Madness in Mooloolaba

Wow, what a whirlwind. I can’t believe how time flies. First I must apologise for the radio silence. I’m rather superstitious and I suppose I had a real fear of jinxing myself before my ‘A race’ of the season – anyways, I smashed it. Here’s how it went down.

Despite the pressure which I felt slowly mounting as the date got closer – mostly self-imposed – I stayed as calm as possible knowing that too many nerves etc wouldn’t do me any good.

I travelled to Australia arriving the Wednesday before the race (on Sunday). I had only a couple of hours time change from Thailand so had enough time to adjust and rest up after travelling – I always finds this takes way more out of you than you realise.

I was lucky enough to stay with friends on Alexandra Head. It was perfect – not too close to all the buzz but close enough to be able to get there easily on race day etc. Plus the freedom to cook etc as you please should never be underestimated!

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Not a bad spot for transition

Race day came about, and slightly frustratingly I was the last wave to go at 8.15, a whole 2 hours after the first wave of pro men had gone. This meant that not only would I most likely have to do a bit of avoiding in the swim but the wind had also picked up so we had a choppy swim and a strong wind on the bike – good for the first 20km, but challenging for the next 70km of the bike.

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Keeping calm pre-swim with fellow Geneva tri club’s Lisa Grandjean

So off we went on the swim, the gun went and the usual mayhem ensued…luckily I’d been ready for it as early on I took a good breaststroke kick in the nose and couldn’t see for a few seconds. Nothing too phasing and I kept my arms going, eyes shut. Then I had a bit of a panic as I realised my nose might be bleeding which would attract sharks. So I swam a bit faster. I managed to get on a girls feet and stayed with her as we mazed through the water and various other age-groupers who’d set off in waves in front of us.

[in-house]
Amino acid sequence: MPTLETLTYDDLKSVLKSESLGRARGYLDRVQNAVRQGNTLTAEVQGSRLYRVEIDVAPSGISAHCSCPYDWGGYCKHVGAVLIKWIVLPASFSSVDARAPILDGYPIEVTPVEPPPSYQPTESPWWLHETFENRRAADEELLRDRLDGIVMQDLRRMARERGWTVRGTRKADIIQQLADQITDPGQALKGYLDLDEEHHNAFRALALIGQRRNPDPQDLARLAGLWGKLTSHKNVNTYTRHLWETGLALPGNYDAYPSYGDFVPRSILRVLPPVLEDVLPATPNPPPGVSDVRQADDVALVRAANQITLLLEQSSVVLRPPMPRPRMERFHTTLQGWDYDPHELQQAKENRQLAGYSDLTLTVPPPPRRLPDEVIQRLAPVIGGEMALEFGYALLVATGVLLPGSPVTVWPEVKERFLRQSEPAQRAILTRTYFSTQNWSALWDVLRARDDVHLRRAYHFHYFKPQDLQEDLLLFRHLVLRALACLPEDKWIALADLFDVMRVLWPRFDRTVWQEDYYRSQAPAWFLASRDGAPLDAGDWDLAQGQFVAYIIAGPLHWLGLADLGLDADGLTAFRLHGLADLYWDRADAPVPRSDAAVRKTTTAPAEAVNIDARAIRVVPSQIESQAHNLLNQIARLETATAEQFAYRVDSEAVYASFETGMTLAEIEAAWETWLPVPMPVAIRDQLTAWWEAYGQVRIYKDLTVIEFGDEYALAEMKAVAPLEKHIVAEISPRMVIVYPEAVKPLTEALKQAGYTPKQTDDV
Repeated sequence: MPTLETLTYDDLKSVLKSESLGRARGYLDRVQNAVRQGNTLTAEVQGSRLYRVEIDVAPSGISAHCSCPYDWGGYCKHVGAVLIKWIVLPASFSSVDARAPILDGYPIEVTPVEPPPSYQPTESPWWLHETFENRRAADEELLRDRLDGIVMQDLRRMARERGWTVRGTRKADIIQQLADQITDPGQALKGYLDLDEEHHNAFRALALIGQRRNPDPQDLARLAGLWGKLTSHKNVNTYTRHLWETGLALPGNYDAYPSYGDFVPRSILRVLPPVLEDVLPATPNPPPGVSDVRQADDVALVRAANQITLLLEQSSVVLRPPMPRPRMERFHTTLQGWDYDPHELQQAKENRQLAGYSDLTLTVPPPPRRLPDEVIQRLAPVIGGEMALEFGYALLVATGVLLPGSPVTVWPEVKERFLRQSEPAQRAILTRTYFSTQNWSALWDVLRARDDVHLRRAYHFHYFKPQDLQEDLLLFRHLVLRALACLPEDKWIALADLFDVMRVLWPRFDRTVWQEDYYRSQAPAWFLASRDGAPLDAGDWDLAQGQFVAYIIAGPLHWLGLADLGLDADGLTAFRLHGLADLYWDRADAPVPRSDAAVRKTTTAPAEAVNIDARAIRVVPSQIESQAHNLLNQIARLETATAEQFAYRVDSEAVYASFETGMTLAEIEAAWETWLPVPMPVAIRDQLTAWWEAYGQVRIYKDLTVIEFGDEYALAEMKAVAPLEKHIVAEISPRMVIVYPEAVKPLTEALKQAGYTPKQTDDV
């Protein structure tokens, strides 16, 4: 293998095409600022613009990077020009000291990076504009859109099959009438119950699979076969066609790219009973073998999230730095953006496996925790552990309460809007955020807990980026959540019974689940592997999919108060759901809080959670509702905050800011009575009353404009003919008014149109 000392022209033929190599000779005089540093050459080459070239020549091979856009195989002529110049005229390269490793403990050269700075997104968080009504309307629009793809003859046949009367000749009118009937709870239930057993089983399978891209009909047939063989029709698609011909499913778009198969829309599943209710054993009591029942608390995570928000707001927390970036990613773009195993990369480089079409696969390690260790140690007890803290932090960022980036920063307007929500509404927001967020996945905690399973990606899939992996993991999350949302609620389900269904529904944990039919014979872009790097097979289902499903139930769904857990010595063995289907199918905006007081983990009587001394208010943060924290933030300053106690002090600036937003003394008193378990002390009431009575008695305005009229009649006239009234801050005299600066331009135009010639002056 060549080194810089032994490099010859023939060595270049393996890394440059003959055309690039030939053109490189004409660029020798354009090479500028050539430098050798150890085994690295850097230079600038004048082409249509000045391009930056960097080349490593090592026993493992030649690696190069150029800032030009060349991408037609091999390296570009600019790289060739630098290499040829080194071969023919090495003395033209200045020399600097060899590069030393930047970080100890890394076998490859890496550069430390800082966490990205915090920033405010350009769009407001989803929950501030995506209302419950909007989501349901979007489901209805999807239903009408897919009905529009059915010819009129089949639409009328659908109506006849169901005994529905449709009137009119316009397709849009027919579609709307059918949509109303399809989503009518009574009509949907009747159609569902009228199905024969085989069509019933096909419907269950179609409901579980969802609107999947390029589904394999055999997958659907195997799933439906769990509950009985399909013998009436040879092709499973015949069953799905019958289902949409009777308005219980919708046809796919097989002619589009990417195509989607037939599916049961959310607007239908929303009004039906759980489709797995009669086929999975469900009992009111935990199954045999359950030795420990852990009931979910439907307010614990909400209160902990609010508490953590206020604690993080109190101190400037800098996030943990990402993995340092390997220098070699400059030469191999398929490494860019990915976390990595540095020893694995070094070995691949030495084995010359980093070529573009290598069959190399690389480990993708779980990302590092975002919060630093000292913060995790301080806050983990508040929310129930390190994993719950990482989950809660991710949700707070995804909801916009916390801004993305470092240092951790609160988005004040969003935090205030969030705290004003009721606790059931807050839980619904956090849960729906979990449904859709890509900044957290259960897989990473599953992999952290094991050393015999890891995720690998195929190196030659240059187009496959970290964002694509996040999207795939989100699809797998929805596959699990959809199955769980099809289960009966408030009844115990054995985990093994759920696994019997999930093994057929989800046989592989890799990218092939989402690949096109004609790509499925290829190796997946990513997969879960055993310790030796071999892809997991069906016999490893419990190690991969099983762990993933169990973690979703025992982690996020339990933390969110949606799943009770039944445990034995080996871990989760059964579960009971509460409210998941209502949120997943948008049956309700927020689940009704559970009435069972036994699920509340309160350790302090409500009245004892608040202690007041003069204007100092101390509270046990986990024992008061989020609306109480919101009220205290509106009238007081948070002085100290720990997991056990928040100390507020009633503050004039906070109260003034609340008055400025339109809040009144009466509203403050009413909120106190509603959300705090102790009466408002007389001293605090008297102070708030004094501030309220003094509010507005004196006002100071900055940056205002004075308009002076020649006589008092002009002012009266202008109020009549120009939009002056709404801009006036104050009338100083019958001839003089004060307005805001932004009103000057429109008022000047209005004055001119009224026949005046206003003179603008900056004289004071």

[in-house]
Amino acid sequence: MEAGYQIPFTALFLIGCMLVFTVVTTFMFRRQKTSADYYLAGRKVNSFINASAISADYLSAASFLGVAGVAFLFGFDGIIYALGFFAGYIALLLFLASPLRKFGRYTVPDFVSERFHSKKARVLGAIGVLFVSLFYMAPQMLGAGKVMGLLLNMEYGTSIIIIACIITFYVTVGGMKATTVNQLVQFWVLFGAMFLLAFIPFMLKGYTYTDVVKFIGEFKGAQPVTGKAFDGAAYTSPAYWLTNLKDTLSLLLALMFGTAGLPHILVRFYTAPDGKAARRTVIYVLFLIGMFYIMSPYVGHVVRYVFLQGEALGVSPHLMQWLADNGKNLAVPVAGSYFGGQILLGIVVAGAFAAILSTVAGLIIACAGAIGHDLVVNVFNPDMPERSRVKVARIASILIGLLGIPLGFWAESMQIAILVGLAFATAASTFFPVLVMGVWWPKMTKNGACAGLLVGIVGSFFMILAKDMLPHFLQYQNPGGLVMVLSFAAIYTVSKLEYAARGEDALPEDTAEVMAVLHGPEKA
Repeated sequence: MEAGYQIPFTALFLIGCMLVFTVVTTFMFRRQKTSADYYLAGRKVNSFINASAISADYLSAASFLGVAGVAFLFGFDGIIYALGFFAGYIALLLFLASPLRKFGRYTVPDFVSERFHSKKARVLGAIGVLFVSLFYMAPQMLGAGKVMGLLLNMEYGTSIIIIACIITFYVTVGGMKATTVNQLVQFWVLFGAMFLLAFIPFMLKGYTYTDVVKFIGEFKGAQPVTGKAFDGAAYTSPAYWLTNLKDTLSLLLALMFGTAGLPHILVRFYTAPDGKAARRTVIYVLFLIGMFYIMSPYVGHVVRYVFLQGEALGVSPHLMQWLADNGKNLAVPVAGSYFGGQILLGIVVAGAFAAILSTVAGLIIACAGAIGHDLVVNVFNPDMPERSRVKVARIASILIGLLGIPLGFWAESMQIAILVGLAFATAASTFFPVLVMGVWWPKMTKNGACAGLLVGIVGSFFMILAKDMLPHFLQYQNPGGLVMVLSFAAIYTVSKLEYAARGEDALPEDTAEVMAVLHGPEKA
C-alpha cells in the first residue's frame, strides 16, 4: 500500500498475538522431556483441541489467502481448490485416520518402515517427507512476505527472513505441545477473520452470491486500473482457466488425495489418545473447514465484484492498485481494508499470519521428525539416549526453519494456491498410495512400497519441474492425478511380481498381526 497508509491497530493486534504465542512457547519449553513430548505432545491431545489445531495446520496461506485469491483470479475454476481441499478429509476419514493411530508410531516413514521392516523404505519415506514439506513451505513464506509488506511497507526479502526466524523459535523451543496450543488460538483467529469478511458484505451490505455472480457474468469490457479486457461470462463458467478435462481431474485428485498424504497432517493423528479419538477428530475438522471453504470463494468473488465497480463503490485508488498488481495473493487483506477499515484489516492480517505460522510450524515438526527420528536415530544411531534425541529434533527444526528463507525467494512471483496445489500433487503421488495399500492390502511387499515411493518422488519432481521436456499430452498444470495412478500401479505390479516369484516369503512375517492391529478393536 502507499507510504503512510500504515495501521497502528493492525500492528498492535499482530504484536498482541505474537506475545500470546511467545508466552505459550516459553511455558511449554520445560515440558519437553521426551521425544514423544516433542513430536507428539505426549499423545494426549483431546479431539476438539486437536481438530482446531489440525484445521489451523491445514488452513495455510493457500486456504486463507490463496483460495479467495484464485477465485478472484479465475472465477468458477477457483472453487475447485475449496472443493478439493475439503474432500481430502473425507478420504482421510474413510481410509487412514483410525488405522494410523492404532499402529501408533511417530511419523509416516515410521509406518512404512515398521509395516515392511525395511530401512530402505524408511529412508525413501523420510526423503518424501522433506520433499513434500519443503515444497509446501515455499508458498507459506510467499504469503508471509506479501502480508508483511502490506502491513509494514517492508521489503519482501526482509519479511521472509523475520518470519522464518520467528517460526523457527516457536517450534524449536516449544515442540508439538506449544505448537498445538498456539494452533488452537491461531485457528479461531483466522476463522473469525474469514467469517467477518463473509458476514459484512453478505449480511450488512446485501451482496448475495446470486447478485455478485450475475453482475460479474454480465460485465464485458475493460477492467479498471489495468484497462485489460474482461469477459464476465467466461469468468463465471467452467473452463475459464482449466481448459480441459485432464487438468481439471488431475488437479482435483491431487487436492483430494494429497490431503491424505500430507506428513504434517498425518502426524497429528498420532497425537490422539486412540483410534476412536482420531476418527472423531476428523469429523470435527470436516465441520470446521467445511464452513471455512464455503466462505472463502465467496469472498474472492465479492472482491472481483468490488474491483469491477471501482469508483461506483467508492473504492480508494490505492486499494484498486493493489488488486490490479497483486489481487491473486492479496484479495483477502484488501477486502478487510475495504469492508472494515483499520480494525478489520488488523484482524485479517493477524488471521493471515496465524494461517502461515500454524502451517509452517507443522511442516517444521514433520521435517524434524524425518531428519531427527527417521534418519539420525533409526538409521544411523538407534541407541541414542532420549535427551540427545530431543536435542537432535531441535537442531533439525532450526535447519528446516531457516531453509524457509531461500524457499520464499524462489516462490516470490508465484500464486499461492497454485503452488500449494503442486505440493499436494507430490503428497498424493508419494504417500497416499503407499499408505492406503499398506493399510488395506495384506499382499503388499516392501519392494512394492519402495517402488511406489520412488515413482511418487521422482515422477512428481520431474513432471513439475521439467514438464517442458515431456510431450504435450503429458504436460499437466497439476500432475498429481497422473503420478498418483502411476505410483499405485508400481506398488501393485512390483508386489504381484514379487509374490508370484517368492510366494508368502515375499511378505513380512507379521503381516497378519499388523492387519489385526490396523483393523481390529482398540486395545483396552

Onto the bike, and it felt good. I knew I wasn’t first out of the water, and that I had some catching up to do, so I did that. I came off the bike first in my age-group in a time of 2hours 32 for the 90km. There were some short sharp hills involved in the second half, and I rode completely solo.

The run started with a hill: two laps of an out and back course along the coastal road to Maroochydore (pronounced the least obvious way). There was a hill at the beginning over to Alexandra Headland which we essentially had to do four times. The last time over it was in the last 2 km of the half marathon. Suffice it to say the quads were burning by then. The temperature wasn’t too bad, although it was warming up as the day went on and ice was needed for the last lap.

The run turned out to be rather sociable, with shouts out to various friends and team-mates as I went around. You’ve got to enjoy it after all!

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The final sprint (I thought a girl was catching me…) PC Peter Wo

I crossed the finish line and saw my time in 4 hours 39 minutes, and I was unsure of whether I had won – my coach Jurgen was there waiting for me, and we waited on tenterhooks for the news to roll in.

I  couldn’t believe it when my mum announced it. Everything that I had been working on and focusing on for the past year had fallen into place. By all means not a perfect race…I’m far away from that, if it even exists. But a race where everything had gone relatively smoothly, i.e no falls.

Hiccups are bound to happen, I’m still relatively new to the sport and experience is everything: I missed my bag in T1 and poorly paced the run, as usual going off to fast. But nothing drastically wrong.

I was stocked. And to top it off, my time made me second fastest age-grouper (female) of the day, and a time amongst the pros.

I have several huge thank you’s to say – firstly to Coach Jurgen Zack, who’s wisdom and reality checks got me to that line in that time. It’s all about the focus. Secondly, to my parents, who continue to support me in all this craziness, whether from across the world or by travelling across the globe to support me. Also to the amazing Leanne Southwell for keeping me calm during race week. Also to everyone for their support, especially to those who have made it to the end of this article. As they say, dedication is key 😉

Well then, back to training, planning the next few races, and more regular postings I promise.

Over and out. Stay healthy.

Eat peanut butter. And squares. And ice cream.

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Amazing time exploring Australia with mum on 75 mile beach, Fraser Island. PC Volker Voit

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